Have you ever wondered where you'll sleep at night?
We don't mean just the casual road-tripper's flight of fancy, where free-spirited individuals travel without an itinerary or schedule. Those people typically have a smartphone and a credit card, which means they might not know where they'll stop-but they know it will be somewhere safe, warm, and on their own terms.
Not everyone has that luxury, as evidenced by the 2015 Statewide Point in Time Homeless Count.
According to a story in our Wednesday edition, the count, conducted on Jan. 27, recorded 1,036 homeless people in South Dakota. Sixteen individuals were counted in Davison County. Nine were children.
While 87 percent of the people found shelter the night of the count, 13 percent didn't. About 15 percent planned to sleep outside that night.
Think of that. In January, one of the coldest months in a state known for harsh winters, about 155 people slept outside. On Jan. 27, the day of the count, the temperatures were relatively mild: in Mitchell, we saw a high of 49 degrees and a low of 28, according to the National Weather Service.
But earlier in the month, on Jan. 7, the high was just 2 degrees. The low was minus 7. It's a safe bet that there were nearly as many people seeking shelter on Jan. 7 as Jan. 27, and temperatures like that create life-threatening conditions.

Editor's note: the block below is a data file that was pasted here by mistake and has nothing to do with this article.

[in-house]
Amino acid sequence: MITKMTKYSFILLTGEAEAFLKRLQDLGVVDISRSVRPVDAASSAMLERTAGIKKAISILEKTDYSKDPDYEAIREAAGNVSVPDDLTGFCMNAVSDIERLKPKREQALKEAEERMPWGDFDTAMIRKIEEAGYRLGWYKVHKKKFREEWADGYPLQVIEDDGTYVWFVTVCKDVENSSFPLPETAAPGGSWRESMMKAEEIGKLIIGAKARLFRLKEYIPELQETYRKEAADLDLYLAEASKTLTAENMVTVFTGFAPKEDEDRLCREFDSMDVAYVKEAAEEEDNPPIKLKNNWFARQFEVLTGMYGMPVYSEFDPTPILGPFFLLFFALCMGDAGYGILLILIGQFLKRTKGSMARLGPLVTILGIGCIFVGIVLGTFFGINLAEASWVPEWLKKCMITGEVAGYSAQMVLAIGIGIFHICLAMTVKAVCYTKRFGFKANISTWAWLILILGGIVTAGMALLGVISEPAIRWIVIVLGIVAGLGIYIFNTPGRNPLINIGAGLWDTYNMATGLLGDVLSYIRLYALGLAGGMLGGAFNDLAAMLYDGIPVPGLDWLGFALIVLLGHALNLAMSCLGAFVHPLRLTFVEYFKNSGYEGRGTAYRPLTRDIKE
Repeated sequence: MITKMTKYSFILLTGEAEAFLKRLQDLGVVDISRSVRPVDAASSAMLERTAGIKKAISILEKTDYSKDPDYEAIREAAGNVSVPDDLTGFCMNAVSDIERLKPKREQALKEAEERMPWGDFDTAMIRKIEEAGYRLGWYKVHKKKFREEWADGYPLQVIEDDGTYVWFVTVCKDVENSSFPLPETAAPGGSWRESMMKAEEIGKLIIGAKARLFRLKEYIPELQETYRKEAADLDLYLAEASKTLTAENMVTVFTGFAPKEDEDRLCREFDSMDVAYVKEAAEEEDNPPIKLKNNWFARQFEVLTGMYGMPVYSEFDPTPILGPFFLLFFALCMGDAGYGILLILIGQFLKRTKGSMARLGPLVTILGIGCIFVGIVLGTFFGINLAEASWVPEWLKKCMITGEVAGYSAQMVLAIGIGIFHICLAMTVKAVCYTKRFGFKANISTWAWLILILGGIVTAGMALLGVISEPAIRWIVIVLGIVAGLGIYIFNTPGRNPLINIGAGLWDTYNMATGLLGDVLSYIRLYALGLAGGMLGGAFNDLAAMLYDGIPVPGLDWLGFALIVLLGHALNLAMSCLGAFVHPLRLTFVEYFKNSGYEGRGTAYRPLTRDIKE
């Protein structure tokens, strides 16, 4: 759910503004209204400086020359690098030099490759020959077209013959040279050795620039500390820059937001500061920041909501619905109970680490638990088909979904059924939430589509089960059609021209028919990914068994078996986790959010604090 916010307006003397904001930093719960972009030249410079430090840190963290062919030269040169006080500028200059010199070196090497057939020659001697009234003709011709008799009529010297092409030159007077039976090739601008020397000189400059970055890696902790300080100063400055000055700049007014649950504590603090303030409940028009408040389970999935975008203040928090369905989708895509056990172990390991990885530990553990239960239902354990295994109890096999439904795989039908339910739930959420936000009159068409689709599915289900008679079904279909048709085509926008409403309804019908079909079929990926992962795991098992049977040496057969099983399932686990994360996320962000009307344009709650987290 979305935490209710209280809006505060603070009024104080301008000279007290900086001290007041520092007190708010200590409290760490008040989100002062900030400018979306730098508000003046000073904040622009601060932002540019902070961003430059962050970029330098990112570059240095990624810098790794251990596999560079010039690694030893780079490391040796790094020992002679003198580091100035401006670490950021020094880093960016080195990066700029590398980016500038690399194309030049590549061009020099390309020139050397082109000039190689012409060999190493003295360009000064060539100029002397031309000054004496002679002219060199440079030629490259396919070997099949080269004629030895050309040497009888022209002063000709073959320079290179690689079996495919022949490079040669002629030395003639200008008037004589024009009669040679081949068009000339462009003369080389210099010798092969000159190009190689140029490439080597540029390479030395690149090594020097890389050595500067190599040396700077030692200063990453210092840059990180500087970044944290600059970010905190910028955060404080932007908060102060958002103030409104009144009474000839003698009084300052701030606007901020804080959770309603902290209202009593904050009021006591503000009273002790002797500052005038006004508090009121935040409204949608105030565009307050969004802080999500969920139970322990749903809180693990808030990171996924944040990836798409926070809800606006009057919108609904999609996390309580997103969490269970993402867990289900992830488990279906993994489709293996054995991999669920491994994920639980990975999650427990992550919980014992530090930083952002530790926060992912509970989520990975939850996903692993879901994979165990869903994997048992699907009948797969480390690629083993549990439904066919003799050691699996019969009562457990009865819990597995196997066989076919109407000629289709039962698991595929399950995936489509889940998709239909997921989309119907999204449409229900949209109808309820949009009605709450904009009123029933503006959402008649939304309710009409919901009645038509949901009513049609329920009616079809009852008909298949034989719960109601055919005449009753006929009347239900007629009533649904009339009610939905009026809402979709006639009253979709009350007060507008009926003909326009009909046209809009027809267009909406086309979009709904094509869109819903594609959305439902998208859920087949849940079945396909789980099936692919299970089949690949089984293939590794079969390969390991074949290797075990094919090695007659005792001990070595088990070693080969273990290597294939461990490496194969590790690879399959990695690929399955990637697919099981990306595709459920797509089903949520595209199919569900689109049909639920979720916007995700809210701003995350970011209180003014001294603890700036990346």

The Point in Time Homeless Count was conducted by the South Dakota Housing for the Homeless Consortium in collaboration with other agencies. According to survey officials, the statewide count is just a snapshot of homelessness in South Dakota. Only 37 of South Dakota's 66 counties reported to Housing for the Homeless, due at least in part to the vast land area in some of the more rural counties. And there aren't enough volunteers to cover those miles.
Translation: There are likely more homeless than reported-hundreds more, maybe.
Housing Research and Development Officer Lisa Bondy pointed to the stigma associated with homelessness, noting that there are so many reasons why a person might be on the street. It can happen to anyone-the elderly, displaced veterans, people with mental health issues, people with disabilities. Mothers, fathers, sisters, uncles, cousins. And, yes-even children. We as a society have an obligation to look out for the most vulnerable members of our community.
So, what are we going to do about this, Davison County? Wring our hands and say, "Oh, how sad"? Judge people for not having the same circumstances that we do? Even if you've worked hard for everything you've got and had nothing handed to you, that's no excuse to turn a blind eye to neighbors in need. We Midwesterners pride ourselves on how helpful and friendly we are. That should extend to everyone, not just the people we think deserve our help.
The Mitchell Public Comment Meeting on the draft 10-year plan to end homelessness will be held at noon on July 21 at the James Valley Community Center's North Room in Mitchell. The address is 929 E. Second Ave.
Attend. Participate. Speak up. Let's work together and make sure that at the next January count, there are no more homeless men and women on the street, and no more children left out in the cold. It's just one of the many ways we can make our community even better-for everyone.